Layout where the 7-segments, the circuit and lettering will go onto the table top.  See layout drawing for details.

Remove the backing from the LED strips and use the burnisher to adhere them to the tabletop.

Step 4:

Solder together all the +12V tabs on the LED strips using a small amount of wire or copper tape.  Be careful of how long you apply heat as the strip could melt if you apply heat too long.

Layout where the TIP-120 transistors will go.  Start with the Visitor Tens’ digit.

Cut the copper tape to a manageable length and carefully cut it into two equal halves.

Remove the backing from the tape and adhere it to the tabletop and burnish it.

Step 5:

Use as long piece of copper tape to create the ground.  Use black electrician’s tape to cover any parts of the circuit that cross.

Once you have one digit completed, solder all the tape where there’s a seam.

Solder in the TIP-120s and then the resistors.

Use a Multi-meter to test each part of the circuit for continuity.

Step 6:

Once complete, you can do a quick test of the one digit in a similar fashion to the test done in Step 2.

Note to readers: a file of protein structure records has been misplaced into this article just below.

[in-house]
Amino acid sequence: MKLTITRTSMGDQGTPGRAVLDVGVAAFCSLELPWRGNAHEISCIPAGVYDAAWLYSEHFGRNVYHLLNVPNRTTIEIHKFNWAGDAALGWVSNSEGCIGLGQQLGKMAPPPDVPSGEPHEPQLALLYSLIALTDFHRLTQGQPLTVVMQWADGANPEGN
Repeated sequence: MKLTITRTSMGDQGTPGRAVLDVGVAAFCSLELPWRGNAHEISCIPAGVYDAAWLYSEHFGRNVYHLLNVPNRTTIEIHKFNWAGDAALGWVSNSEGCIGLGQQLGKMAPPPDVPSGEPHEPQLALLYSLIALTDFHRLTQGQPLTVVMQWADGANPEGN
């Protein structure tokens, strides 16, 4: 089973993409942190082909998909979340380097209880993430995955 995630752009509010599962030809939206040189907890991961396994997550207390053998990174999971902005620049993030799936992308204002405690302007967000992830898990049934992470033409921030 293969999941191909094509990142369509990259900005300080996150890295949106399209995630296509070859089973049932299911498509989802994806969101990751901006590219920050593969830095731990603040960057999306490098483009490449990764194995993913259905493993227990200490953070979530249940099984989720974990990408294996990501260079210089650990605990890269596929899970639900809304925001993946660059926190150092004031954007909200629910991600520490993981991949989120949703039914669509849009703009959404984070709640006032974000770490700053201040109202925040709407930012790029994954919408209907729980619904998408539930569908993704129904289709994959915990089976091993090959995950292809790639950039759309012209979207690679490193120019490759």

Continue laying out the circuit for the next digits and test them for continuity and functionality along the way.

Step 7:

The shift registers should be then positioned and then circuited.  Since the shift register 16-pin sockets are soldered directly to the board, the copper tape has to be thinner.  Carefully cut the tape into thirds and apply to the surface.

Once complete, prime the tape with solder.  Take the legs of the 16-pin socket and splay them flat.  Place the socket on the solder and heat with the soldering iron until it liquefies and sets into the solder.  Upon completion, check to make sure there’s continuity and there is not crossing of the circuit.

Step 8:

I was originally going to use a Pro Mini Arduino for the scoreboard, but found out that I did not have enough pins for that.  The Pro Mini was to be connected to the circuit by header pins that were soldered to the tabletop.  As shown, the Arduino Mega was attached to the tabletop with Velcro instead and some wire connectors were made from header pins and prototype wires.